I lay unmoving in the hospital bed for at least 15 minutes before I shifted position enough to reach the radio and turn it on; it had been my only pleasure and diversion in my lonely room since coming to the hospital. But even listening to it made my mood darken. My disappointment had been replaced with resentment and anger; I was totally miserable. I felt it within me, discoloring my personality from some corrupt inner well.
Still, I stubbornly listened to the radio, preferring it to the routine sounds from the corridor and the nearby kitchen. Every station seemed to be blasting me with Christmas carols. Happy voices proclaimed joy to the world. Singers reminded me again and again that “there’s no place like home for the holidays.”
I wasn’t full of joy. I wasn’t home. I wouldn’t even be going home to my missionary and member friends here in New York. For me there would be no Christmas this year.
December 23 slowly passed and became December 24. Then it was Christmas Eve. The hospital was hushed and quiet. Many of the patients had been allowed to go home for Christmas. But not me. I was alone. I was lonely, small, and unimportant.
I glumly lay in bed, listening to the radio carols, mocking them in my mind, and fervently wishing that the night would quickly pass. Around 8:00 there was a knock at the door, and Ed Cazakoff, one of the recent converts I had helped teach, walked into the room. His arms were full of packages, and his face was covered with a big grin. He greeted me with a cheery “Merry Christmas,” put down the packages, and warmly shook my hand.
It was astonishing to see him away from his family tonight. This was not just Christmas Eve—it was Hannukah, a special family time in Judaism. There had been much family difficulty because of Ed’s conversion to Christianity and the restored gospel, and he spent as much time as possible with his family to reassure them of his continued love and loyalty.
Ed’s face was radiant as he talked with me that evening. His warmth and enthusiasm and vulnerability made him seem younger than his 24 years. He smiled continually as he talked about his Church work, his delight in the gospel, and his concern and love for our mutual friends and for his family. For several hours we talked, listened to the radio carols, and opened the gifts he had brought with him. Some were from him; others had been gathered and sent by other friends.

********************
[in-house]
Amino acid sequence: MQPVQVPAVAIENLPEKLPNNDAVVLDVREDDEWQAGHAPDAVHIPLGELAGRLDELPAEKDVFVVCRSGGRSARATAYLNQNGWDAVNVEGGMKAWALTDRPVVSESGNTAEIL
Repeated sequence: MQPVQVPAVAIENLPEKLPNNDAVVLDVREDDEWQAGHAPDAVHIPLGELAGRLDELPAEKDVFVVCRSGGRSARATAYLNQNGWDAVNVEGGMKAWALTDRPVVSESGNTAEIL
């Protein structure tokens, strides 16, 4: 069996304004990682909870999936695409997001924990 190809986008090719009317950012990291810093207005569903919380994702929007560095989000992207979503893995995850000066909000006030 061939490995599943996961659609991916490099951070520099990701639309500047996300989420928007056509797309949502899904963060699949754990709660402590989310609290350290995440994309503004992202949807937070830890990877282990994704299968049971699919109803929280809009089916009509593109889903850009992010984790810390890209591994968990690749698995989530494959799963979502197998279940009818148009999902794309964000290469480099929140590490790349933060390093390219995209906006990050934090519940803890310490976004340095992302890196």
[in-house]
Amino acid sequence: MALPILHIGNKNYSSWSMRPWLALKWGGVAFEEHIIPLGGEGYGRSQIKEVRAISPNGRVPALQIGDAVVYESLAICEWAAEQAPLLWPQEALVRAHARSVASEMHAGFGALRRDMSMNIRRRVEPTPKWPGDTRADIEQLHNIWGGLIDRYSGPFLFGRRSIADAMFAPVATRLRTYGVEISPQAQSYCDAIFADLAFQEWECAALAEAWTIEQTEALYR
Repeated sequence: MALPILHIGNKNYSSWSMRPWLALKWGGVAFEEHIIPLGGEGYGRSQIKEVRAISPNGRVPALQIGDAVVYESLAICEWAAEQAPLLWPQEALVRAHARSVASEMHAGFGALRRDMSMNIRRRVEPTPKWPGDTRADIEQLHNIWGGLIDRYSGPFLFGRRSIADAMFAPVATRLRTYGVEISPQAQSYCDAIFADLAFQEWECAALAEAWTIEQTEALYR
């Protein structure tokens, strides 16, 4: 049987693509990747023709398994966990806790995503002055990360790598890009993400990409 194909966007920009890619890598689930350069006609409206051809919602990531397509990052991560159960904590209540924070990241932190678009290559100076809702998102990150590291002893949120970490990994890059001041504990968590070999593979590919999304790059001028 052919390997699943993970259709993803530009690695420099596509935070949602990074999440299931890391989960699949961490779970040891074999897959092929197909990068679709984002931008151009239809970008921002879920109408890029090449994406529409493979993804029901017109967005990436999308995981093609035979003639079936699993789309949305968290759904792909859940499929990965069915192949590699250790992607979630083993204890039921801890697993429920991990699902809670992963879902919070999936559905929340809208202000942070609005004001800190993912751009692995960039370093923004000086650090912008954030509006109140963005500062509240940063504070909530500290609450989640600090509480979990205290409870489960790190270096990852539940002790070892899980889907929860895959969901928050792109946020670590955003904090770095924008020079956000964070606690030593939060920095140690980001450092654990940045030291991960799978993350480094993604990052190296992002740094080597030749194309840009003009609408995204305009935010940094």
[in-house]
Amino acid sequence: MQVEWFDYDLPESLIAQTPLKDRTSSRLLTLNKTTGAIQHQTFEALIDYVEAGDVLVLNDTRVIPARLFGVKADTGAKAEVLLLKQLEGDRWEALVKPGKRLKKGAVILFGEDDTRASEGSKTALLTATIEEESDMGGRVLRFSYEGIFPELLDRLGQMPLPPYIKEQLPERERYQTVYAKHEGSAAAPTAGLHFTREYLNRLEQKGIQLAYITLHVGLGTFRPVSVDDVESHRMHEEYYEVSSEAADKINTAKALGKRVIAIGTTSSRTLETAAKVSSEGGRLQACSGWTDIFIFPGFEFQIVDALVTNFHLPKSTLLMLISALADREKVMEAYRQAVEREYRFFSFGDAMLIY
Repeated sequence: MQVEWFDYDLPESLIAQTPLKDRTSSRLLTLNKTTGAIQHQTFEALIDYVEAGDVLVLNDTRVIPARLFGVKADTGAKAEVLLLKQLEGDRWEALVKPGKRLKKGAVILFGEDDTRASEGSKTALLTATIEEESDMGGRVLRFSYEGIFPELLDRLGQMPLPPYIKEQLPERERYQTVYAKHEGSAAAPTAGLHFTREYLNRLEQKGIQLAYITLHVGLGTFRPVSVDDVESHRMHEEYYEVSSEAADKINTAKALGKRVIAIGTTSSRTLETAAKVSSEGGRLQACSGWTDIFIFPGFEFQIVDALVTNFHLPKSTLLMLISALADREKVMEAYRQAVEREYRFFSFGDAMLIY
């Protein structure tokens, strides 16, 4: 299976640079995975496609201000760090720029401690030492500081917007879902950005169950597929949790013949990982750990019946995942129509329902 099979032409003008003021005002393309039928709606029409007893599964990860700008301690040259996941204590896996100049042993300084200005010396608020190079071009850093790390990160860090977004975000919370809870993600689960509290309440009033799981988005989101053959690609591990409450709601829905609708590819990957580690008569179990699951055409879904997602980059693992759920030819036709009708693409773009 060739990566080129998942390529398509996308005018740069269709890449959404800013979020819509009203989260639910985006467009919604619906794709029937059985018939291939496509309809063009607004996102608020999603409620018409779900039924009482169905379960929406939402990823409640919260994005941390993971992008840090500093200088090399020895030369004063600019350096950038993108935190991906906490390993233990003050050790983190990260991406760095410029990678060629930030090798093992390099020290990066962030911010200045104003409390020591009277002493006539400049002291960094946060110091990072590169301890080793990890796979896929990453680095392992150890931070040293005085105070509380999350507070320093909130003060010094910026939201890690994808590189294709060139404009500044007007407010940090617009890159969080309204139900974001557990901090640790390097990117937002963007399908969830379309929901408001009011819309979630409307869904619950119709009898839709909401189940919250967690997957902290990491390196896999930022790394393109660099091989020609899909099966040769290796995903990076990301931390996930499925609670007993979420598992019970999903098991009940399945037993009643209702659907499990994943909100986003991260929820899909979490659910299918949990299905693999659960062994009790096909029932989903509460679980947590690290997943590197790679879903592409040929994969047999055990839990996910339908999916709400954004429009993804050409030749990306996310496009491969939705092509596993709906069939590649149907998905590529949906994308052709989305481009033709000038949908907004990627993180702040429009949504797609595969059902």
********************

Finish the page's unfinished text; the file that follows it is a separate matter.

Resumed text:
After he left, I thought about the hours he would now spend waiting for the subway and traveling home this wintry night. I looked around at the once bleak room. Holiday paper tumbled from the waste basket, a small stack of opened gifts graced the solitary chair, and a row of red and white candy canes paraded around the sides of my bed. But more than the room, I must have looked vastly different. My heart had been touched; his happiness and radiance had warmed my soul. I had been wallowing in momentary concerns when I should have been thanking God for the rich blessings I could enjoy forever.
This had been Ed’s first Christmas Eve, and he had given it to me. His sincerity and loving concern exemplified true Christianity. He had sacrificed for me—he had cared. He had been deeply aware of the significance of Christmas—I had been ignoring it. The pleasures I had lamented missing weren’t really important at all. They were, by themselves, artificial and shallow.
For the next several hours, I lay there in the darkness and listened to the radio carols with a humble awareness of their meaning. I thought of a night many years before in a land across the sea; I delighted in the life of the Child born that night and thrilled at the spirit of the approaching day. I peacefully fell asleep, grateful for the Christmas presents I had been given by two of my brothers.